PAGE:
Originally I planned to have backups and also images on the Linux part. but I realized that, since Linux is so easy to install, it may not be worth it. Just reinstall and migrate your files. Of course I'd have to configure things, but even that is pretty quick. Plus with reinstalling you get an up-to-date version of the OS. Then again, if you have to download the OS, that's where having an image would save time.

Last edited by michael diemer; 01-07-2017 at 11:37 AM.
 
  


Reply


Thread Tools Search this Thread
Search this Thread:

Advanced Search

Posting Rules
You may not post new threads
You may not post replies
You may not post attachments
You may not edit your posts

BB code is On
Smilies are On
[IMG] code is Off
HTML code is Off



Similar Threads
Thread Thread Starter Forum Replies Last Post
multiple operating systems openSUSE goctala Linux - Software 5 01-23-2012 08:32 AM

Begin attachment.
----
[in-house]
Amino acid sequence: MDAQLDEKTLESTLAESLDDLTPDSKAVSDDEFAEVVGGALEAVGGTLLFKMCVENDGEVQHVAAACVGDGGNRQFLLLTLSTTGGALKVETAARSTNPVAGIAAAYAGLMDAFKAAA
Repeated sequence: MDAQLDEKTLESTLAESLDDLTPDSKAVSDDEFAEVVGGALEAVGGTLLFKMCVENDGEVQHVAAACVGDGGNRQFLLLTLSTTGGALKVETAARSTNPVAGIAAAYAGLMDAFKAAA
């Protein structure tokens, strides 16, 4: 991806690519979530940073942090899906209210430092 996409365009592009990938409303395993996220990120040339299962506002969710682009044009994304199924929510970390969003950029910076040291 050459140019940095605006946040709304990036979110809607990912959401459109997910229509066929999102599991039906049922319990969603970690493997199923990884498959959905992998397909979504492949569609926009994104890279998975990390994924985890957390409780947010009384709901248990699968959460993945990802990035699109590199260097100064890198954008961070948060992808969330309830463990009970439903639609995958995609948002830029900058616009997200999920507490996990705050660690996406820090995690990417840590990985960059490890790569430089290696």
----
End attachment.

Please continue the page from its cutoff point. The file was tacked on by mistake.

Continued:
[SOLVED] Multiple Operating systems intall kamaleshbv1 Linux - Newbie 9 04-18-2011 04:50 PM
Multiple Operating Systems workerfly Linux - Newbie 2 09-06-2002 03:24 PM
Multiple Operating Systems workerfly Linux - General 1 09-06-2002 02:45 PM
Booting Up with Multiple Operating Systems Randy-RH7 Linux - Newbie 4 07-03-2001 05:26 PM

LinuxQuestions.org > Forums > Linux Forums > Linux - Software

All times are GMT -5. The time now is 11:15 AM.

Main Menu
Advertisement
My LQ
Write for LQ
LinuxQuestions.org is looking for people interested in writing Editorials, Articles, Reviews, and more. If you'd like to contribute content, let us know.
Main Menu
Syndicate
RSS1  Latest Threads
RSS1  LQ News
Twitter: @linuxquestions
Open Source Consulting | Domain Registration